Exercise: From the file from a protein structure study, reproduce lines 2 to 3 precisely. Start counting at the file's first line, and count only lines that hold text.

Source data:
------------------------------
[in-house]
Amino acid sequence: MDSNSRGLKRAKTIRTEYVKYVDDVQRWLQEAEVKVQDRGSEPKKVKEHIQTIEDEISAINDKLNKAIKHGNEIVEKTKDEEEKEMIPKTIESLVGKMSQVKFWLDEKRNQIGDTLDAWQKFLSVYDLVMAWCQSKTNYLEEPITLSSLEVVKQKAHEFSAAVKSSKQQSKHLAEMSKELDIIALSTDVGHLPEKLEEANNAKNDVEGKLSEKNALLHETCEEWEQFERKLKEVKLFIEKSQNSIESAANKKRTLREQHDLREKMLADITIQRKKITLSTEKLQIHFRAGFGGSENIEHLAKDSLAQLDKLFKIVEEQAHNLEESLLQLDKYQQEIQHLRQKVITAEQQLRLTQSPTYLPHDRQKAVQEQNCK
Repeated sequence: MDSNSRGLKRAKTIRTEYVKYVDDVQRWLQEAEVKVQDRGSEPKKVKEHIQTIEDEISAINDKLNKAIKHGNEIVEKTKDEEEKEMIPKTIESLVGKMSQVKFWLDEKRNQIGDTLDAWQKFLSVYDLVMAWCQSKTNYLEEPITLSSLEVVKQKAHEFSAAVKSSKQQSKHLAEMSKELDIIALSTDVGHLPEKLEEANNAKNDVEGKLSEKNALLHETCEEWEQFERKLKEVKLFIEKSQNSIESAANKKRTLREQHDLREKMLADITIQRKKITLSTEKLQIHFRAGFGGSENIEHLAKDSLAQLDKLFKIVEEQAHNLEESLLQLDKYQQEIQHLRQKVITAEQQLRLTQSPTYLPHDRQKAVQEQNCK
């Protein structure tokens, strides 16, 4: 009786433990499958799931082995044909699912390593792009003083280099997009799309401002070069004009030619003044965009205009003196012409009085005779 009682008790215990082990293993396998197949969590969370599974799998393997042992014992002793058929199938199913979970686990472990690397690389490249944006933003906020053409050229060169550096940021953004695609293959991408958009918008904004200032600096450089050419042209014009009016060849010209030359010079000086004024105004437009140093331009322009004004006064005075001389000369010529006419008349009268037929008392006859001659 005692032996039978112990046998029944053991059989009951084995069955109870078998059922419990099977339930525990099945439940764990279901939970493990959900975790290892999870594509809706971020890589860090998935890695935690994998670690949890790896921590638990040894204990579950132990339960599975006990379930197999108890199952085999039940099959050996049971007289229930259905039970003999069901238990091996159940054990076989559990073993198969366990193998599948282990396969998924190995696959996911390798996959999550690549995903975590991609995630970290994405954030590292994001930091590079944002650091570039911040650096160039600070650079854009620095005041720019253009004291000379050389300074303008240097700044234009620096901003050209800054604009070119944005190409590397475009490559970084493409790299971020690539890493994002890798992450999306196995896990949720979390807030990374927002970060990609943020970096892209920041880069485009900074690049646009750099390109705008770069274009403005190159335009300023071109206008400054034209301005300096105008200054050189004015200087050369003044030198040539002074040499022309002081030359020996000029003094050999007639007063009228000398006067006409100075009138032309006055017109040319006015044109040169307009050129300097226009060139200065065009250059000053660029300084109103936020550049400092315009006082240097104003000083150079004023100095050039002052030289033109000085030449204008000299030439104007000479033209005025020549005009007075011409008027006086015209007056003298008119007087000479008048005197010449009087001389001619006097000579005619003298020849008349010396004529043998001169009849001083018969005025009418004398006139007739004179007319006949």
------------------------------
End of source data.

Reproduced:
Amino acid sequence: MDSNSRGLKRAKTIRTEYVKYVDDVQRWLQEAEVKVQDRGSEPKKVKEHIQTIEDEISAINDKLNKAIKHGNEIVEKTKDEEEKEMIPKTIESLVGKMSQVKFWLDEKRNQIGDTLDAWQKFLSVYDLVMAWCQSKTNYLEEPITLSSLEVVKQKAHEFSAAVKSSKQQSKHLAEMSKELDIIALSTDVGHLPEKLEEANNAKNDVEGKLSEKNALLHETCEEWEQFERKLKEVKLFIEKSQNSIESAANKKRTLREQHDLREKMLADITIQRKKITLSTEKLQIHFRAGFGGSENIEHLAKDSLAQLDKLFKIVEEQAHNLEESLLQLDKYQQEIQHLRQKVITAEQQLRLTQSPTYLPHDRQKAVQEQNCK
Repeated sequence: MDSNSRGLKRAKTIRTEYVKYVDDVQRWLQEAEVKVQDRGSEPKKVKEHIQTIEDEISAINDKLNKAIKHGNEIVEKTKDEEEKEMIPKTIESLVGKMSQVKFWLDEKRNQIGDTLDAWQKFLSVYDLVMAWCQSKTNYLEEPITLSSLEVVKQKAHEFSAAVKSSKQQSKHLAEMSKELDIIALSTDVGHLPEKLEEANNAKNDVEGKLSEKNALLHETCEEWEQFERKLKEVKLFIEKSQNSIESAANKKRTLREQHDLREKMLADITIQRKKITLSTEKLQIHFRAGFGGSENIEHLAKDSLAQLDKLFKIVEEQAHNLEESLLQLDKYQQEIQHLRQKVITAEQQLRLTQSPTYLPHDRQKAVQEQNCK